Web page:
From the technical POV, the production is OK, out of their limited budget they got everything which could be expected and then some - the sets were fine, the costumes great, casting and acting good (nice lengthy cameo by Franco Nero) and of course the spectacular outdoor locations are an asset. Yet in many instances the camera-work stays rather pedestrian, so while the story shares some genes with "The Revenant", the photography is of lower quality (no big deal, Lubezki is a genius and no mistake). There's only two scenes where the pictures really take flight - one chase along a ridge filmed with a drone or cable-camera against spectacular backdrops, really vertigo-inducing that one - and one lengthy sequence where the hero is trapped in a crevasse below the glacier. Both scenes only emphasize that there was a better movie somewhere but it got buried under a too-simple and violent plot.

Recommended all the same, especially for the realistic portrayal of those early societies.
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7/10
Good movie but an uneven experience
21 July 2017
This is a dramedy, containing touching elements as well as funny ones, and most of it is carried off rather well. Omar Sy's acting is up to his part of over-strained and anxious single father, between this and "Chocolat" he's shown that he can be trusted with more serious stuff without problems. Most of the other actors (including the daughter) are equally up to their jobs, with the possible exception of Bertrand's "Bernie" (don't know if it's the actors', director's or writer's fault but that character was neither believable nor funny).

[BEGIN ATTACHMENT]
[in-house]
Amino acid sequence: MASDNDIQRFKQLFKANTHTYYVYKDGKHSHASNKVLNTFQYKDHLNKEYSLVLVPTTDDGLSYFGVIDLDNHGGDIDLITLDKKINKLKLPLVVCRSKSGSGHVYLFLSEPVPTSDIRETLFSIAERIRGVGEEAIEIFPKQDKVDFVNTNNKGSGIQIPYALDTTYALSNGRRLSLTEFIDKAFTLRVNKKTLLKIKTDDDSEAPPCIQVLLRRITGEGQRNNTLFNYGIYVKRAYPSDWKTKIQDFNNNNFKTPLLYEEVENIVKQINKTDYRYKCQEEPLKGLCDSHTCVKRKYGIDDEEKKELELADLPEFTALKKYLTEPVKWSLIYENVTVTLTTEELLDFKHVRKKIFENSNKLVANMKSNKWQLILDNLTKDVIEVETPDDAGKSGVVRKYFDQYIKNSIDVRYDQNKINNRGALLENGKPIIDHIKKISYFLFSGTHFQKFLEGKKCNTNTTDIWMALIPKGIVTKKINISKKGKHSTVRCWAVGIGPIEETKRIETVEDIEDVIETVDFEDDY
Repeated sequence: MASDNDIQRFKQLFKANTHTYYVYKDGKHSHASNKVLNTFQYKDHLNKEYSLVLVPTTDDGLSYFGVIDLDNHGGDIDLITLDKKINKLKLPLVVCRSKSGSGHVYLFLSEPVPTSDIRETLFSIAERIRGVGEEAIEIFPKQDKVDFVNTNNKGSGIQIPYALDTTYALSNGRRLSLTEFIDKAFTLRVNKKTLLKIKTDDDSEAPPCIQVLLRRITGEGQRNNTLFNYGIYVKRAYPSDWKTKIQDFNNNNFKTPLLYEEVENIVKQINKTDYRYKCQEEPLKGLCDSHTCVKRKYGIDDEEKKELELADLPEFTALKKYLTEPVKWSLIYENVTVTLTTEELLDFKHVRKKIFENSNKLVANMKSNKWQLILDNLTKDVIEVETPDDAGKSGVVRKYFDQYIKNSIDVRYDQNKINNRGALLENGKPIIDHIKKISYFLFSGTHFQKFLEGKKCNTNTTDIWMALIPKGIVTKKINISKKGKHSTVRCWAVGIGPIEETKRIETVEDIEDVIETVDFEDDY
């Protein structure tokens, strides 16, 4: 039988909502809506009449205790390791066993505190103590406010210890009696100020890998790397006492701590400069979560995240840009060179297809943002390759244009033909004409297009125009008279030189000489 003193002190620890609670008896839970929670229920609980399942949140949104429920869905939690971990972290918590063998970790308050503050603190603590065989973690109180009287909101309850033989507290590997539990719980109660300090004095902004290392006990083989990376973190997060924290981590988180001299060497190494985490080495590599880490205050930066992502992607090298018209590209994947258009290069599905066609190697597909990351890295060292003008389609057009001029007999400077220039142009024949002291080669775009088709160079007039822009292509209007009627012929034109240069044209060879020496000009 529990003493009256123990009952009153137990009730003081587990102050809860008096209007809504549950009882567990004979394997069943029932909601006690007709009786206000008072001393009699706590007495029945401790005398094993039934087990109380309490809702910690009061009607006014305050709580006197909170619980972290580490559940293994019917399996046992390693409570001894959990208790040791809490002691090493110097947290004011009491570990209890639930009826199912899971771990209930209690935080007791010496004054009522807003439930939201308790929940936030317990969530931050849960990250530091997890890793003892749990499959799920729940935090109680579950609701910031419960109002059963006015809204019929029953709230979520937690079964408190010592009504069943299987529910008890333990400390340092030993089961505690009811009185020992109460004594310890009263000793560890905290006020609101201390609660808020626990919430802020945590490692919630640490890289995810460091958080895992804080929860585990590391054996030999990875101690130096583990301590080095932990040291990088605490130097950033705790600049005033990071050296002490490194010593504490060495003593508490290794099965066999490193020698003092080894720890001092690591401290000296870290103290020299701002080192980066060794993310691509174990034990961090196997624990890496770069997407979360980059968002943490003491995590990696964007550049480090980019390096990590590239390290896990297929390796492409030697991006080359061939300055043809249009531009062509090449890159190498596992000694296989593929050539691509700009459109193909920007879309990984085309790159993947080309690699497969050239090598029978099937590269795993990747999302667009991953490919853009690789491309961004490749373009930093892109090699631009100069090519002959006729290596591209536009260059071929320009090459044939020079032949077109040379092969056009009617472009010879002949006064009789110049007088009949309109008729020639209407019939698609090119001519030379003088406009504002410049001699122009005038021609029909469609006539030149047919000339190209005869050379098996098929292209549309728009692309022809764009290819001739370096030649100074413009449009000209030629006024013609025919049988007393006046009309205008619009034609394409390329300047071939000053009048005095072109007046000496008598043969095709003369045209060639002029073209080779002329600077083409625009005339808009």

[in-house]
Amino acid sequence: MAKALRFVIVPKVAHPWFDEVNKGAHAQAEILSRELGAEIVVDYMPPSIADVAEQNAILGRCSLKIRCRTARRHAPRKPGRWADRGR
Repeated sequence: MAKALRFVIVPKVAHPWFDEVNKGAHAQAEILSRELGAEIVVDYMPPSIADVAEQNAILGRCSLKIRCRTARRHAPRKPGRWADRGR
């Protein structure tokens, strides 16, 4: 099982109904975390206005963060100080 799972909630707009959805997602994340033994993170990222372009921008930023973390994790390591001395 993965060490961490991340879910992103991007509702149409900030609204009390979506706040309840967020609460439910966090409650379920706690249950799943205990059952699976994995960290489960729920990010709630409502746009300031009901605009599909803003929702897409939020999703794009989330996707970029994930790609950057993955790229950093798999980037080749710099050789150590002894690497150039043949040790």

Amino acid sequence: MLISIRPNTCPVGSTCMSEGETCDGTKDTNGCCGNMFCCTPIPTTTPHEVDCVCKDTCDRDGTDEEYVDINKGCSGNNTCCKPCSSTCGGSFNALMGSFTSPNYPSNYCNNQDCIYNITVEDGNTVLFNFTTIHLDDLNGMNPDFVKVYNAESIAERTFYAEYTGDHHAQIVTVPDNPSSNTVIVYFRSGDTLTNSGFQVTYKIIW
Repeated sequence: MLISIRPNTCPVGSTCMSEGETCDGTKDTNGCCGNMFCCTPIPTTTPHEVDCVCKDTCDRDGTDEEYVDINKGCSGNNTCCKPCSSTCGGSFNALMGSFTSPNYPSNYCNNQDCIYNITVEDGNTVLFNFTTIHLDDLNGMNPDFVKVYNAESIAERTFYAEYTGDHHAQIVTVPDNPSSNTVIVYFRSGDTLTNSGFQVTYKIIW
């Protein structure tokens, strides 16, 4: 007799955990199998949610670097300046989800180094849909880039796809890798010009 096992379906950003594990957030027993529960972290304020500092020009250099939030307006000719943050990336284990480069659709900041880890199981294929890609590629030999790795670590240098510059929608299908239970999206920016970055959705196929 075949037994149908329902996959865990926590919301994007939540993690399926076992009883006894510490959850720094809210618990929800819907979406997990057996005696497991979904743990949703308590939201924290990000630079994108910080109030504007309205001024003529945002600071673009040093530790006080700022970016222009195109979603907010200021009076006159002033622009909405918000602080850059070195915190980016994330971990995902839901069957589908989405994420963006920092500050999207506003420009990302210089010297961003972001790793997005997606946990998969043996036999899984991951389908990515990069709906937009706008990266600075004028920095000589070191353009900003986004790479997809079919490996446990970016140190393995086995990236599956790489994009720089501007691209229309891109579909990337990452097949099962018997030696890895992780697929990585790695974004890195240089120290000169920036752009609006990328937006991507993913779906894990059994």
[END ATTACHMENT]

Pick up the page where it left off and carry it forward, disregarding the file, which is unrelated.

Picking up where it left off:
Which brings us to the weakest point - the comedy aspects just don't work that well here, most gags are rather cheap laughs, some not very funny at all - the drama parts are more enjoyable. Recommended all the same!
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8/10
Spectacular SciFi pulls no punches
20 July 2017
Warning: Spoilers
The first thing you'll observe about Luc Besson's Valerian is how gorgeous it looks, how much work went into the perfect realisation of this world. In a time where nearly every blockbuster features tons of CGI, Valerian stands out and highlights how cheaply the effects are done in most of the other ones.